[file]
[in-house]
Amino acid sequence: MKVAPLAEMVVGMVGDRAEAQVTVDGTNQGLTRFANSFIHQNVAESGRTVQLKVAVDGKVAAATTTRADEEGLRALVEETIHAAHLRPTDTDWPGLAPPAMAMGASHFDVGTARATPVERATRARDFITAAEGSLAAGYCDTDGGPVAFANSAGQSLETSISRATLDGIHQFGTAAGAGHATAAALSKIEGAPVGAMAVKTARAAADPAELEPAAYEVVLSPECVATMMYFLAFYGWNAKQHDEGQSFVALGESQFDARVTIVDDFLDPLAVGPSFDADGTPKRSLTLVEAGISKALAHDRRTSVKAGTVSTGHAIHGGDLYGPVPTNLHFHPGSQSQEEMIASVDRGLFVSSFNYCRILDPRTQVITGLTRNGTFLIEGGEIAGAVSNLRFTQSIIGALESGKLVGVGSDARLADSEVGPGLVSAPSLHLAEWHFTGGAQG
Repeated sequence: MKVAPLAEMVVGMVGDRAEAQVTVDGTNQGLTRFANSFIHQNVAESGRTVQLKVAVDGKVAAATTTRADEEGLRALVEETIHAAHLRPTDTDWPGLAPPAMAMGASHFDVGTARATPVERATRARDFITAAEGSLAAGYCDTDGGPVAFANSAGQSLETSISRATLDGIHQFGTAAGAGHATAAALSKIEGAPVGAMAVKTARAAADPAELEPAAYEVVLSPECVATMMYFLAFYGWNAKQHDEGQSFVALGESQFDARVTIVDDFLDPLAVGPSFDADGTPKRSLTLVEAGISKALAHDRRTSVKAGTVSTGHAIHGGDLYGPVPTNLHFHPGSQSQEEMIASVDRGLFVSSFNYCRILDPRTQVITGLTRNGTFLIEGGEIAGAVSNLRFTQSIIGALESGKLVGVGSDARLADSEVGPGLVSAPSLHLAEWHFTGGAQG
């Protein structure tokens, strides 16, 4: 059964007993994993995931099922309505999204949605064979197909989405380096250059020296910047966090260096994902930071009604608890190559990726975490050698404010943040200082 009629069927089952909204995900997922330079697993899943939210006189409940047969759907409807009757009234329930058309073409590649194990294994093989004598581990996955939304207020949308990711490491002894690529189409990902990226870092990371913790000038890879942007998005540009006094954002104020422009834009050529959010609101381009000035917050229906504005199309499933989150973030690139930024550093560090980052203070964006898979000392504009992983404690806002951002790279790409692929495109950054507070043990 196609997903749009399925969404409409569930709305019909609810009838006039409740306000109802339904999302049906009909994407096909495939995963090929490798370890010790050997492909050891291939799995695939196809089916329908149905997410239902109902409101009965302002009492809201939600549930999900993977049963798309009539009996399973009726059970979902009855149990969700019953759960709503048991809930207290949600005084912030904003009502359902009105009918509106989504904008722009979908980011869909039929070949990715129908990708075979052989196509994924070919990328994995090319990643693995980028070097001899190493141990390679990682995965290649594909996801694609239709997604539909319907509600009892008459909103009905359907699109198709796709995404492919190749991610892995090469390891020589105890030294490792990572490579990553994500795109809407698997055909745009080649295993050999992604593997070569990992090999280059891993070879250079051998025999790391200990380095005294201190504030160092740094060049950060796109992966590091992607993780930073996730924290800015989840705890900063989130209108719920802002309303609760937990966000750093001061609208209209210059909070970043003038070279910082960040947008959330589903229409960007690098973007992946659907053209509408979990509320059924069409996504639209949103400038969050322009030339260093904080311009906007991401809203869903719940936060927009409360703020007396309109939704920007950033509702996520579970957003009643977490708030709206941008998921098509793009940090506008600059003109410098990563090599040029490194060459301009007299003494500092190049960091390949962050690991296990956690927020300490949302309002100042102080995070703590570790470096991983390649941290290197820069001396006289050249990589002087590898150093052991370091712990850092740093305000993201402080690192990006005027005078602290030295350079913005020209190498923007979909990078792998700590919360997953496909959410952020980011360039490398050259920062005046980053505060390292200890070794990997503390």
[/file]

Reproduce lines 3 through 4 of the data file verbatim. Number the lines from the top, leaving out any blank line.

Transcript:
Repeated sequence: MKVAPLAEMVVGMVGDRAEAQVTVDGTNQGLTRFANSFIHQNVAESGRTVQLKVAVDGKVAAATTTRADEEGLRALVEETIHAAHLRPTDTDWPGLAPPAMAMGASHFDVGTARATPVERATRARDFITAAEGSLAAGYCDTDGGPVAFANSAGQSLETSISRATLDGIHQFGTAAGAGHATAAALSKIEGAPVGAMAVKTARAAADPAELEPAAYEVVLSPECVATMMYFLAFYGWNAKQHDEGQSFVALGESQFDARVTIVDDFLDPLAVGPSFDADGTPKRSLTLVEAGISKALAHDRRTSVKAGTVSTGHAIHGGDLYGPVPTNLHFHPGSQSQEEMIASVDRGLFVSSFNYCRILDPRTQVITGLTRNGTFLIEGGEIAGAVSNLRFTQSIIGALESGKLVGVGSDARLADSEVGPGLVSAPSLHLAEWHFTGGAQG
């Protein structure tokens, strides 16, 4: 059964007993994993995931099922309505999204949605064979197909989405380096250059020296910047966090260096994902930071009604608890190559990726975490050698404010943040200082 009629069927089952909204995900997922330079697993899943939210006189409940047969759907409807009757009234329930058309073409590649194990294994093989004598581990996955939304207020949308990711490491002894690529189409990902990226870092990371913790000038890879942007998005540009006094954002104020422009834009050529959010609101381009000035917050229906504005199309499933989150973030690139930024550093560090980052203070964006898979000392504009992983404690806002951002790279790409692929495109950054507070043990 196609997903749009399925969404409409569930709305019909609810009838006039409740306000109802339904999302049906009909994407096909495939995963090929490798370890010790050997492909050891291939799995695939196809089916329908149905997410239902109902409101009965302002009492809201939600549930999900993977049963798309009539009996399973009726059970979902009855149990969700019953759960709503048991809930207290949600005084912030904003009502359902009105009918509106989504904008722009979908980011869909039929070949990715129908990708075979052989196509994924070919990328994995090319990643693995980028070097001899190493141990390679990682995965290649594909996801694609239709997604539909319907509600009892008459909103009905359907699109198709796709995404492919190749991610892995090469390891020589105890030294490792990572490579990553994500795109809407698997055909745009080649295993050999992604593997070569990992090999280059891993070879250079051998025999790391200990380095005294201190504030160092740094060049950060796109992966590091992607993780930073996730924290800015989840705890900063989130209108719920802002309303609760937990966000750093001061609208209209210059909070970043003038070279910082960040947008959330589903229409960007690098973007992946659907053209509408979990509320059924069409996504639209949103400038969050322009030339260093904080311009906007991401809203869903719940936060927009409360703020007396309109939704920007950033509702996520579970957003009643977490708030709206941008998921098509793009940090506008600059003109410098990563090599040029490194060459301009007299003494500092190049960091390949962050690991296990956690927020300490949302309002100042102080995070703590570790470096991983390649941290290197820069001396006289050249990589002087590898150093052991370091712990850092740093305000993201402080690192990006005027005078602290030295350079913005020209190498923007979909990078792998700590919360997953496909959410952020980011360039490398050259920062005046980053505060390292200890070794990997503390």